Anarchism is a revolutionary method of achieving a free non-violent society, without class divisions or imposed authority. Whether this is a “utopian” achievement or not is irrelevant; the Anarchist, on any normal definition, is a person who, having this aim in mind, proceeds to get rid of authoritarian structures, and advances towards such a society by making people independent of the State and by intensifying the class struggle so that the means of economic exploitation will be weakened and destroyed.
There should be no confusion between anarchism and liberalism however militant the latter might be (e.g. movements towards national liberation). The liberal seeks greeter freedom within the structure of society that he finds himself; he rejects the methods of class struggle which relate to the economic divisions of society. Since there is such a confusion, however, we find that there are now TWO contrary conceptions of anarchism.
There are not “as many conceptions as there are anarchists” nor “a thousand fragments” but there are TWO, both of which are probably represented at this Conference. One, which we support and intend to give coherence to as an organisation, is what we are obliged to call Revolutionary Anarchism (though anarchism should not need such a qualification) which says that there can be no compromise with the State; that there is a class struggle, and that there is nothing to be gained to [by] adapting to class society. There can only be a revolution, in the streets and in the factories. The other conception we call Liberal Anarchism (though it may regard itself as revolutionary, while more usually deriding the word) which seeks to adjust to present day society, without the need for overthrowing the State (regarded as an unlikely contingency). Such adjustment could, of course, be to Capitalism or even in same circumstances to State Communism; and there are many different ways in which it could be main [made].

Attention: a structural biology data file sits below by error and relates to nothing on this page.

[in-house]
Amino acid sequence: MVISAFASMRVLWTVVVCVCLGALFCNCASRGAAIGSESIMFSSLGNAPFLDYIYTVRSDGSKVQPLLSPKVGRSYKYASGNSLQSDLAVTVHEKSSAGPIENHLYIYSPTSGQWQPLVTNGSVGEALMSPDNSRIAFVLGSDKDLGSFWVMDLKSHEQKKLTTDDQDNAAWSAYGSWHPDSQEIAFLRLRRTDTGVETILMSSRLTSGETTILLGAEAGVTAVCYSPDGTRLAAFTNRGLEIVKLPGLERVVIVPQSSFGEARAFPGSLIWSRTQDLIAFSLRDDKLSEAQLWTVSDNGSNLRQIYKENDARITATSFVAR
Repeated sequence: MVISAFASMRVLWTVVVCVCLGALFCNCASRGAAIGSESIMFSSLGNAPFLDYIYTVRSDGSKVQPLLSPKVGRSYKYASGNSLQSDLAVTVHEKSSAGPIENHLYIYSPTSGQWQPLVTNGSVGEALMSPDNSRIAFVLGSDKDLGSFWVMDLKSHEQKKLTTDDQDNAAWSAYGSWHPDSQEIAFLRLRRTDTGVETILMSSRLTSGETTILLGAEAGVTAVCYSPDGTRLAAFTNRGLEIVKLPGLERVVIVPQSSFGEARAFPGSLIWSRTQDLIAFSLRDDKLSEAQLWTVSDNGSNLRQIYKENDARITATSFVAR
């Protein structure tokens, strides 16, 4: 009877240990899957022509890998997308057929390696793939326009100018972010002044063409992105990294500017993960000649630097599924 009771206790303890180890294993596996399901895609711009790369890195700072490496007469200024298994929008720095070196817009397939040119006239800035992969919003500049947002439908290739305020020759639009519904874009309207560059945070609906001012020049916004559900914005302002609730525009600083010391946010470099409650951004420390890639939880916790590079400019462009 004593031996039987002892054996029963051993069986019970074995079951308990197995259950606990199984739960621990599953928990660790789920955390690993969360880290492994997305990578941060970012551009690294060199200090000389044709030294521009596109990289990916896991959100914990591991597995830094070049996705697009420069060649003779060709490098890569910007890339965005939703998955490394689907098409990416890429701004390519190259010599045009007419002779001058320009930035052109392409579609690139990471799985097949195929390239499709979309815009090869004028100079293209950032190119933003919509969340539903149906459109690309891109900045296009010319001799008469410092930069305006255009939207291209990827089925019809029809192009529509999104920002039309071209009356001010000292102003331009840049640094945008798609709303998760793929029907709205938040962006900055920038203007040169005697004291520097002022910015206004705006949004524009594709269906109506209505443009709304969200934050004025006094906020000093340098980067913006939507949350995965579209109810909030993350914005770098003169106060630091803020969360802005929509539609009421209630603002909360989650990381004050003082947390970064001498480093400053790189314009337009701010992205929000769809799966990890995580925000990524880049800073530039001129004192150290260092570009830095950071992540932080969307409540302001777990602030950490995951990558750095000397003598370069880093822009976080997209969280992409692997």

In the main, so far as this country is concerned, such social-liberal ideas have come into the Anarchist Movement by way of the Peace Movement which has questioned, or perhaps never understood, certain basic anarchistic conceptions. In saying this, we are not denying that pacifists can be anarchists (though for the sake of coherent action we would exclude them from our own group). So long as their viewpoint does not become a mainstream tendency we can no doubt work with them within the AFB.
We regard the principle of pacifism as irrelevant and on the whole unanarchistic (as would be making a cult of temperance or vegetarianism or taking pot or ‘dropping out’ – these are all matters for personal decisions, and while often escapes from the main social issues, only become absurd when made into a cult that all are exhorted to follow, and elevated to becoming the main social issue among ourselves and within society as a whole, with matters such as the class struggle relegated or ignored.) Even so, the issue we face in this conference is NOT pacifism as such but the fact that it has opened the door for so many liberal assumptions. For instance, that prisons can be reformed and are incapable of abolition (Vine; Willis); that we should go to the extent of collecting money for policemen injured on demonstrations (Featherstone); that the police are a necessary crutch to society (Rooum); that criminals are the only free people but that we should call on the services of the police if necessary (Schweitzer-Mariconi).
Once one accepts that “anarchism must be related to contemporary society”, capitalism ([Colin] Ward) one may accept participation in management (Topham through to Ostergaard); or the necessity for psychological and sociological adjustments to living in the rat race (various, Anarchy); or that taxation is necessary to help the poorer classes ([Vernon] Richards); or that we need merely be in a condition of permanent protest against abuses within society (Sydney Libertarians); adjusted to non-violent methods (Peace News) or to such authoritarian bodies as the Catholic Church ([Ammon] Hennacy) or even make our peace within the Communist State (Jeff Robinson).